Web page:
Iceland achieved some prominence in 1961 when it held a fundraiser to pay for funeral costs for the U.S. figure skating team. On Feb. 15, 1961, the plane from New York carrying the team, along with parents, coaches and judges, crashed on a failed landing in Brussels, killing all of them. They were on their way to the world championships in what was then Czechoslovakia.

Iceland was packed for the nationally televised event, Kerth said. With bleachers placed on the ice, the building could seat up to 900 spectators, he said.

Over the years, Kerth said, the rink ceased being a money-making proposition. "The ice rink has been for a long time a labor of love," he said. "There hasn't been any rent paid or money expected for at least 20 years.

"We think of it as our contribution to the community."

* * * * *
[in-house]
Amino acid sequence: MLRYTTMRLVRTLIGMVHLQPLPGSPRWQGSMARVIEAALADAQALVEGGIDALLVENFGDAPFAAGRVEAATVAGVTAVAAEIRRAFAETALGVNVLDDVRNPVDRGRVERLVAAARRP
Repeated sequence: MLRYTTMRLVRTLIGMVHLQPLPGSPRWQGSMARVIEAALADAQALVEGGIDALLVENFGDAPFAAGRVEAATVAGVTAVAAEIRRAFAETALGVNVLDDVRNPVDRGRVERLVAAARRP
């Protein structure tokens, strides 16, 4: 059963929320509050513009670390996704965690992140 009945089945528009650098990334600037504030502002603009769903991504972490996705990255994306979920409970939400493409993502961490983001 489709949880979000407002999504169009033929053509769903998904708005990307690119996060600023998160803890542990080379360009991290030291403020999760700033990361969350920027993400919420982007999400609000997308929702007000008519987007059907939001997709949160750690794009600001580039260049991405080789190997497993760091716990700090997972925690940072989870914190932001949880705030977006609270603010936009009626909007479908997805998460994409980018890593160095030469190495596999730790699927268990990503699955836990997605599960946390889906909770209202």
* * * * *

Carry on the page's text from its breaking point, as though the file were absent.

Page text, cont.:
...Roland Allred, a lifetime Woodlake resident, said the rink remained a "place for kids to do something Friday and Saturday nights."

He said he was saddened by the loss. "For this neighborhood, it provided a wholesome activity for kids."

..."I think you ought to keep November 4 open on your calendar and come to the rink with ice skates," Kerth hinted broadly. "That will be our 70th anniversary.

"We won't be able to put the roof back on. But outdoor ice skating is pretty popular. I'm sure we'll have the same arrangement we do now, where everybody helps out."

Sunday, March 28, 2010

The Mayans Foresaw This, And Trembled

E.: Sometimes I think Chris and I should break up. He just doesn't have any money!

M.: But he's a nice guy, and that's more important than money.